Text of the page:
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to me,

Lord Thurlow's having once said to me, “ When Mr. Pitt first became Prime Minister, it was a very unpleasant thing to do business with him ; but it afterwards became as pleasant to do business with him as with Lord North. Every one knows, that intercourse with Lord North was peculiarly pleasant. Lord Thurlow strongly disapproved of Mr. Pitt's conduct on the impeachment of Mr. Hastings : how far that contributed to excite ill humour in him I cannot say. Lord North once said

“ Your friend Lord Thurlow thinks, that his personal influence with the King authorises him to treat Mr. Pitt with humeur. Take

my

word for it, whenever Mr. Pitt

says to the King, Sir, the Great Seal must be in other hands, the King will take the Great Seal from Lord Thurlow, and never think, any more about him.” It turned out exactly as Lord North had said to me: the King took the Great Seal from Lord Thurlow, and never concerned himself about him afterwards.

I have no doubt, that this conduct of the King was wholly unexpected by Lord Thurlow : it mortified him most severely. I recollect his saying to me: “ No man has a right to treat another in the way in which the King has treated me: we cannot meet again in the same room." But Lord Thurlow had not read the character of his master with the penetration of Lord North. (Note 27.)

CHAP. XIX.

On the Consequences of a King of Great

Britain being a German Sovereign.

The Brunswick family was selected to wear the Crown of England, as the best means of securing us from the return of popery and despotism. The establishment of this family, on the death of Queen Anne, has preserved us from those evils which we dreaded. But the benefits which we have received, have been mixed with some alloy. We have the character of George I. sketched by the hand of the Earl of Chesterfield. He had opportunities of approaching this monarch, and I believe he has given us a correct character of him. He tells us, that he was a dull German gentleman. That he neither understood, nor concerned himself about the interests of England ; but that he was well acquainted with the interests of Hanover, One of his first acts, after his accession, was to prevail on the British Parliament to purchase for him the Duchies of Bremen and Verden, from the King of Denmark, for the sum of 250,0001. This act was unjust, impolitic, and a violation of good faith. During the difficulties of Charles XII. of Sweden, the King of Denmark had seized on these territories. It was evident, that the King of Denmark, who had not a pretence of right, would not be able to keep them. It was, therefore, a purchase of stolen goods from a thief, who, if we had not purchased, must have abandoned them. It was impolitic : for it rendered Sweden the enemy of Great Britain for very many years.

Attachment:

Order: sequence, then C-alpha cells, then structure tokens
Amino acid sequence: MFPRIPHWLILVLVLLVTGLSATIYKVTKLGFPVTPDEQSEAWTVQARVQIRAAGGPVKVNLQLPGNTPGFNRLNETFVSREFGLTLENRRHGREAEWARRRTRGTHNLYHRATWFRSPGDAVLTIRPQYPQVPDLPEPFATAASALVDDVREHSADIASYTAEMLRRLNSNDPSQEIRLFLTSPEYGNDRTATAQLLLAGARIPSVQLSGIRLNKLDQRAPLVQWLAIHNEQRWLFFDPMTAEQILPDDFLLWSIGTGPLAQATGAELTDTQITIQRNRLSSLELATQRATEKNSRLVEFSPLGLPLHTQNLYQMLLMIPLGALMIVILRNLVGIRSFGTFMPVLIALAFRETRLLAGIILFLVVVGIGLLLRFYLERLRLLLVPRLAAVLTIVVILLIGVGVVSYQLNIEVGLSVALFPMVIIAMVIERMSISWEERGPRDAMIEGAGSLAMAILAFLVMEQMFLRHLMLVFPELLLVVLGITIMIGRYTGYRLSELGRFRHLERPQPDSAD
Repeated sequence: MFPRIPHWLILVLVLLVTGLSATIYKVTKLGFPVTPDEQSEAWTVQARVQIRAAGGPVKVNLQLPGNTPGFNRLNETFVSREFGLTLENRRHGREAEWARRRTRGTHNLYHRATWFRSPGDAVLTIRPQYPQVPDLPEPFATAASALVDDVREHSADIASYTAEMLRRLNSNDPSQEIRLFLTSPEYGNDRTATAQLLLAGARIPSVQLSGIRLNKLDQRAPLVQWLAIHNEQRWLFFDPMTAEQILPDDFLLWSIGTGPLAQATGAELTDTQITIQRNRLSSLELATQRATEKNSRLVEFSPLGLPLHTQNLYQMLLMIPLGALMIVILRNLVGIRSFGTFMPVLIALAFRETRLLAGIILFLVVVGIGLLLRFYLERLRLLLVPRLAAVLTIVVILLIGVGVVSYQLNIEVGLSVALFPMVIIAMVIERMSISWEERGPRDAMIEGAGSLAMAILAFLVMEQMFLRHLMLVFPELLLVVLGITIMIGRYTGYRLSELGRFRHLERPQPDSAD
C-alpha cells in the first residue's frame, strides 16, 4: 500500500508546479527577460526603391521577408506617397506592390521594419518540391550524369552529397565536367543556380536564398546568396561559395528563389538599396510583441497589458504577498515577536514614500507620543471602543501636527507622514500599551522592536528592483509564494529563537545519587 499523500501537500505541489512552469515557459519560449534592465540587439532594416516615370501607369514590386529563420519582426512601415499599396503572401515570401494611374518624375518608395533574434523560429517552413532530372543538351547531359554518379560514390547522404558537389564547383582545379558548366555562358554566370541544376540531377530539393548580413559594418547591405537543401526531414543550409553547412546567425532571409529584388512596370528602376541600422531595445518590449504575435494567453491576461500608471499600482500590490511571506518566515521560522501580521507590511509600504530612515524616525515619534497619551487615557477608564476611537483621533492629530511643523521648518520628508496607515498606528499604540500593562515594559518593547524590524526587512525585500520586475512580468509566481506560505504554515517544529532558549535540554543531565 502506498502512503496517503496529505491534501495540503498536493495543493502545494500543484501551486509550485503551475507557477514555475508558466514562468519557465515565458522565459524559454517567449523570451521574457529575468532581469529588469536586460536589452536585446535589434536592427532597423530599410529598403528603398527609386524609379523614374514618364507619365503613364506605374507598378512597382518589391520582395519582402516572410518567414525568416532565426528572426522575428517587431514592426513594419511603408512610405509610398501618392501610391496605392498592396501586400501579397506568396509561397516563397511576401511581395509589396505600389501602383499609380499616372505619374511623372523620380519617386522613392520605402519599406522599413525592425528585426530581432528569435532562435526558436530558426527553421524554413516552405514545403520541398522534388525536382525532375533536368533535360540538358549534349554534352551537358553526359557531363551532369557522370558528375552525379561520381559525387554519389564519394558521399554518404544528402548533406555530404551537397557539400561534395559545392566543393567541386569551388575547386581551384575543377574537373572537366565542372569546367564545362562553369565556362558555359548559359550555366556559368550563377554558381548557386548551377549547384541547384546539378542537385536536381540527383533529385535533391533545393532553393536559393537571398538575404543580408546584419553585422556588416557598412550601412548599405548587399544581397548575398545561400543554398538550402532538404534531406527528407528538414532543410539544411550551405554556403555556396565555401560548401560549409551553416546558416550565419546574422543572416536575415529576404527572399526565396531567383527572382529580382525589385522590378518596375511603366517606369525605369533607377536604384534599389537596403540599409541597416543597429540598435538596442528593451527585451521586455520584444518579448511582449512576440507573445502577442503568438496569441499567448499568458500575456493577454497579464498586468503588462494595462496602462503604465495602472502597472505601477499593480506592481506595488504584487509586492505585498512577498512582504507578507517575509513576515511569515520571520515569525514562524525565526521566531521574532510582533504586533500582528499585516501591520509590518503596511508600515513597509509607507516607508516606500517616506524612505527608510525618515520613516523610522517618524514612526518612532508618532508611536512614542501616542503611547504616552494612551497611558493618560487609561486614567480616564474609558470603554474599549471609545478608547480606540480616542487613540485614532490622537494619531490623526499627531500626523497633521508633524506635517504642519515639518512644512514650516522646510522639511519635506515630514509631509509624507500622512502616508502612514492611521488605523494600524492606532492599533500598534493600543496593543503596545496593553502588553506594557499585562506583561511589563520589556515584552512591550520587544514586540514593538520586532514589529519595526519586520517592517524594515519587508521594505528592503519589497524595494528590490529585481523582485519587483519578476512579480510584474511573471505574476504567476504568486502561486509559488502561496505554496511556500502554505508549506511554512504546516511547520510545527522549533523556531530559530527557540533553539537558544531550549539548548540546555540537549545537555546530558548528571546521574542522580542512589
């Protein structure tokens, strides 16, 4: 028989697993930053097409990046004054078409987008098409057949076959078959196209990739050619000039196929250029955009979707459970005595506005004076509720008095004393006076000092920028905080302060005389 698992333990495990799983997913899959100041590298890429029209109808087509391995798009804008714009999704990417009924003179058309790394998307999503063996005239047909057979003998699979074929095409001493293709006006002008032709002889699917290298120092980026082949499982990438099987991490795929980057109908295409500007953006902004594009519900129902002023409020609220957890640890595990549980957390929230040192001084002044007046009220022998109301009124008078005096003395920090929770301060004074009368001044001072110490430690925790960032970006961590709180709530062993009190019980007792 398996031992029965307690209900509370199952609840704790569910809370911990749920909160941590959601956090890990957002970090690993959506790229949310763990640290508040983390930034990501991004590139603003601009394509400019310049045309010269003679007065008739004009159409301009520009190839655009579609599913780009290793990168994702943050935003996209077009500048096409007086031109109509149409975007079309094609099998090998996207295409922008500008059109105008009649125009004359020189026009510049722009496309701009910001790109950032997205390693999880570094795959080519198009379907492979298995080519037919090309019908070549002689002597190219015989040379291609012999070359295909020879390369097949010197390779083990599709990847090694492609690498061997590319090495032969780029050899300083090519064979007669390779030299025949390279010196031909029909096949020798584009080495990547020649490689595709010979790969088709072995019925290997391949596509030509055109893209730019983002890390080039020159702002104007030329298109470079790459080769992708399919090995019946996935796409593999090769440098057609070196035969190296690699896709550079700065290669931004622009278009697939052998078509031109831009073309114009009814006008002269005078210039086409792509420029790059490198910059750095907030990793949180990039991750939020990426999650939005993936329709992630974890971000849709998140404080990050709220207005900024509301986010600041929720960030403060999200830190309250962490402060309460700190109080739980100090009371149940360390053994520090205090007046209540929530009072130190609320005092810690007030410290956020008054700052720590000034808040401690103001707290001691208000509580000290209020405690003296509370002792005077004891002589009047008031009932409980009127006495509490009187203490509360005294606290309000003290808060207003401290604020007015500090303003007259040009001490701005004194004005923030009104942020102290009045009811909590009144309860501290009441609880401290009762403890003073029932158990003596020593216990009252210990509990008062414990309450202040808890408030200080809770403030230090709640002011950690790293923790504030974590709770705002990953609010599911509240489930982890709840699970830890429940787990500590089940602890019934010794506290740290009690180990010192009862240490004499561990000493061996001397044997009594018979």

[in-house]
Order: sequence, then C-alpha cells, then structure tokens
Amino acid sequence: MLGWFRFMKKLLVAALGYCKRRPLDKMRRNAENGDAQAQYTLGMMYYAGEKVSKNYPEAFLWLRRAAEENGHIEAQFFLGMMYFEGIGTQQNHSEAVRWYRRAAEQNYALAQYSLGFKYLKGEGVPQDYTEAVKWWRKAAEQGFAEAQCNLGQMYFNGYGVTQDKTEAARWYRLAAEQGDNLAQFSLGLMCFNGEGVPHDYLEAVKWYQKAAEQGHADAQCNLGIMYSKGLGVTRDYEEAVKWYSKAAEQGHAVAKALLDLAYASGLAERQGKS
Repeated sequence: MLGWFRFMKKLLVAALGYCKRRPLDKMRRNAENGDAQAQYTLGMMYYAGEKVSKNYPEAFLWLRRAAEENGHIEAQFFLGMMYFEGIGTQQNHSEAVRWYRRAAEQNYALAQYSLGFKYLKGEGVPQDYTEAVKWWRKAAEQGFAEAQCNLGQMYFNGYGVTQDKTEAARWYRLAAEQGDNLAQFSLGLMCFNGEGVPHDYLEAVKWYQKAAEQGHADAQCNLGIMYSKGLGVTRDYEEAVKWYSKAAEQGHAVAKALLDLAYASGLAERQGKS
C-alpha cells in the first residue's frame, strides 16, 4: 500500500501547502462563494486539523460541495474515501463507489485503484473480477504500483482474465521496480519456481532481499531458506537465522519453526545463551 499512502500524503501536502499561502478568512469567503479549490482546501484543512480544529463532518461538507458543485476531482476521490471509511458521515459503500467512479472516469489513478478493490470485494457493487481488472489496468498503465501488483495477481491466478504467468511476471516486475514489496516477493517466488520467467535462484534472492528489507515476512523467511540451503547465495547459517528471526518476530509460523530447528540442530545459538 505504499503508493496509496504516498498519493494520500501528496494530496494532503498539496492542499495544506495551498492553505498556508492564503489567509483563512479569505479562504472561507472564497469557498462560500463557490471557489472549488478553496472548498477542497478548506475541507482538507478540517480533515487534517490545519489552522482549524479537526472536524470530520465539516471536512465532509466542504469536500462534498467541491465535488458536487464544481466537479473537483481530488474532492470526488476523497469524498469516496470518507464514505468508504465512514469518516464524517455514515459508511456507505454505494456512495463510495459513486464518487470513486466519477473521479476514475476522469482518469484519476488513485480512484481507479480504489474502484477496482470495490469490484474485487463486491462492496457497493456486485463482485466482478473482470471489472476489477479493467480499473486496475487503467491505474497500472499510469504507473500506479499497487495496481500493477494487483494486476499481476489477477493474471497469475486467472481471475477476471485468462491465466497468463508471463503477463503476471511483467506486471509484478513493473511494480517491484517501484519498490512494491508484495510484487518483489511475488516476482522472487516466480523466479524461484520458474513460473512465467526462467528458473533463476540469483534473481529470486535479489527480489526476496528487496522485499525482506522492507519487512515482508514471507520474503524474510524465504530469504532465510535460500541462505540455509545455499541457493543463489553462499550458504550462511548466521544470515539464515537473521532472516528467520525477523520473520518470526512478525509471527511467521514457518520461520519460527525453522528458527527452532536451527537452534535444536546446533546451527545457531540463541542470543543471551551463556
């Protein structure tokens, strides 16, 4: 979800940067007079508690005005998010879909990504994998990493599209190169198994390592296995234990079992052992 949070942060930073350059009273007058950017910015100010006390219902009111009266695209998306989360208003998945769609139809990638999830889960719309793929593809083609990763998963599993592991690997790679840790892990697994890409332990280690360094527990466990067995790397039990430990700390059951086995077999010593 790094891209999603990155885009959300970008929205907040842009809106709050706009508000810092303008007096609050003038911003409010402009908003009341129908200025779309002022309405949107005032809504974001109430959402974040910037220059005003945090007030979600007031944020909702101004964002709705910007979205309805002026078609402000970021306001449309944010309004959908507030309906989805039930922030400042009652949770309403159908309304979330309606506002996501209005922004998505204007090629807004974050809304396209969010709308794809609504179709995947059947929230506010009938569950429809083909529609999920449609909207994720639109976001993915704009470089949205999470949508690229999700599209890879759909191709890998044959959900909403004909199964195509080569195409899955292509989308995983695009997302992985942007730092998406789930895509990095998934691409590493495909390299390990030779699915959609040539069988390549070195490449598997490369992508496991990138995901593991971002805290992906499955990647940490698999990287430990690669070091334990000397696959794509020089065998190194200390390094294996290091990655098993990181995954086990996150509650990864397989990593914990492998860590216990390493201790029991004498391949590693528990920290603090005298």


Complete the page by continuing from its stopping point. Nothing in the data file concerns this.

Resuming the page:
It was also a violation of that treaty of Munster, in 1648, which England had guaranteed. I believe the pretence for calling on England to pay this money, was the advantage which she derived from her trade up the river Weser ; an advantage which she could not have been deprived of, even if the King of Denmark had kept the territories. During this reign, we were involved in all the mysteries of German politics. We engaged in a war with Spain in 1718, in support of the views of the Emperor of Germany. It was a subject in which Great Britain was wholly uninterested. Fortunately the war was short.

Perhaps the character of George II.

may be drawn nearly in the same words as that of his father. He was a dull German. Possibly the expression gentleman, might be left out ; for he was sometimes coarse and brutal. The war of 1741 had originated in a dispute with Spain. It might: have been begun for British interests : it was continued in consequence of German connexions. The same may be said of the war of 1756. It was begun for the support of British interests : in America ; but the lavish expenditure and the continuance of this war, were for the support of George the Second's views and interests in Germany

When George III., in his first address to the British Parliament, made use of these words, “ Born and educated in this country, I glory in the name of Briton," the expression was hailed with joy. The

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